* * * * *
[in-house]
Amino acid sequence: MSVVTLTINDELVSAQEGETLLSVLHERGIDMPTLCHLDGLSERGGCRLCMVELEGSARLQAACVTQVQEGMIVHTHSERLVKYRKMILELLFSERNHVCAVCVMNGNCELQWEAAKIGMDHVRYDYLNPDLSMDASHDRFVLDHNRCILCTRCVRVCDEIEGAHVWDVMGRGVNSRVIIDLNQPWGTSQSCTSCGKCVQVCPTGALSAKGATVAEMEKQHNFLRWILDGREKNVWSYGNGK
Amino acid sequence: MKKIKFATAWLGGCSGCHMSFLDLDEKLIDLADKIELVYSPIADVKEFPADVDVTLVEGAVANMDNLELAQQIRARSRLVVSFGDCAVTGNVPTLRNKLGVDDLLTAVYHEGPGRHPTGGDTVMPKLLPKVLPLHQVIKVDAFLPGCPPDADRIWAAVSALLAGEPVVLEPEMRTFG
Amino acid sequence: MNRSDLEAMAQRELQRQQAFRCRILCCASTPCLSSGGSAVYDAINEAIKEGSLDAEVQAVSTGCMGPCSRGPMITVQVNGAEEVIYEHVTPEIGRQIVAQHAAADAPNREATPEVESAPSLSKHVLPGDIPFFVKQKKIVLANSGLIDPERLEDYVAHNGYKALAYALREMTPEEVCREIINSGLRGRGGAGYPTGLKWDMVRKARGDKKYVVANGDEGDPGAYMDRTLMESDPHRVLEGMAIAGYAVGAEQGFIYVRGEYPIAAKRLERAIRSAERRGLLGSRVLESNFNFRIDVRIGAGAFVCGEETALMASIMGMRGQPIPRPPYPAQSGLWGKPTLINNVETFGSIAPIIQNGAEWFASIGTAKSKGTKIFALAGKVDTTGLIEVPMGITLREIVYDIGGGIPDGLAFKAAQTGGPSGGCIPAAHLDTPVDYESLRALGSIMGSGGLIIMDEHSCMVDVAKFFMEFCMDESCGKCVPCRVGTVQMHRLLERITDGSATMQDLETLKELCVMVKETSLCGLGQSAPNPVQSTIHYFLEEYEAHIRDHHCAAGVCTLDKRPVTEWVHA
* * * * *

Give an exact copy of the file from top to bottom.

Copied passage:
[in-house]
Amino acid sequence: MSVVTLTINDELVSAQEGETLLSVLHERGIDMPTLCHLDGLSERGGCRLCMVELEGSARLQAACVTQVQEGMIVHTHSERLVKYRKMILELLFSERNHVCAVCVMNGNCELQWEAAKIGMDHVRYDYLNPDLSMDASHDRFVLDHNRCILCTRCVRVCDEIEGAHVWDVMGRGVNSRVIIDLNQPWGTSQSCTSCGKCVQVCPTGALSAKGATVAEMEKQHNFLRWILDGREKNVWSYGNGK
Amino acid sequence: MKKIKFATAWLGGCSGCHMSFLDLDEKLIDLADKIELVYSPIADVKEFPADVDVTLVEGAVANMDNLELAQQIRARSRLVVSFGDCAVTGNVPTLRNKLGVDDLLTAVYHEGPGRHPTGGDTVMPKLLPKVLPLHQVIKVDAFLPGCPPDADRIWAAVSALLAGEPVVLEPEMRTFG
Amino acid sequence: MNRSDLEAMAQRELQRQQAFRCRILCCASTPCLSSGGSAVYDAINEAIKEGSLDAEVQAVSTGCMGPCSRGPMITVQVNGAEEVIYEHVTPEIGRQIVAQHAAADAPNREATPEVESAPSLSKHVLPGDIPFFVKQKKIVLANSGLIDPERLEDYVAHNGYKALAYALREMTPEEVCREIINSGLRGRGGAGYPTGLKWDMVRKARGDKKYVVANGDEGDPGAYMDRTLMESDPHRVLEGMAIAGYAVGAEQGFIYVRGEYPIAAKRLERAIRSAERRGLLGSRVLESNFNFRIDVRIGAGAFVCGEETALMASIMGMRGQPIPRPPYPAQSGLWGKPTLINNVETFGSIAPIIQNGAEWFASIGTAKSKGTKIFALAGKVDTTGLIEVPMGITLREIVYDIGGGIPDGLAFKAAQTGGPSGGCIPAAHLDTPVDYESLRALGSIMGSGGLIIMDEHSCMVDVAKFFMEFCMDESCGKCVPCRVGTVQMHRLLERITDGSATMQDLETLKELCVMVKETSLCGLGQSAPNPVQSTIHYFLEEYEAHIRDHHCAAGVCTLDKRPVTEWVHA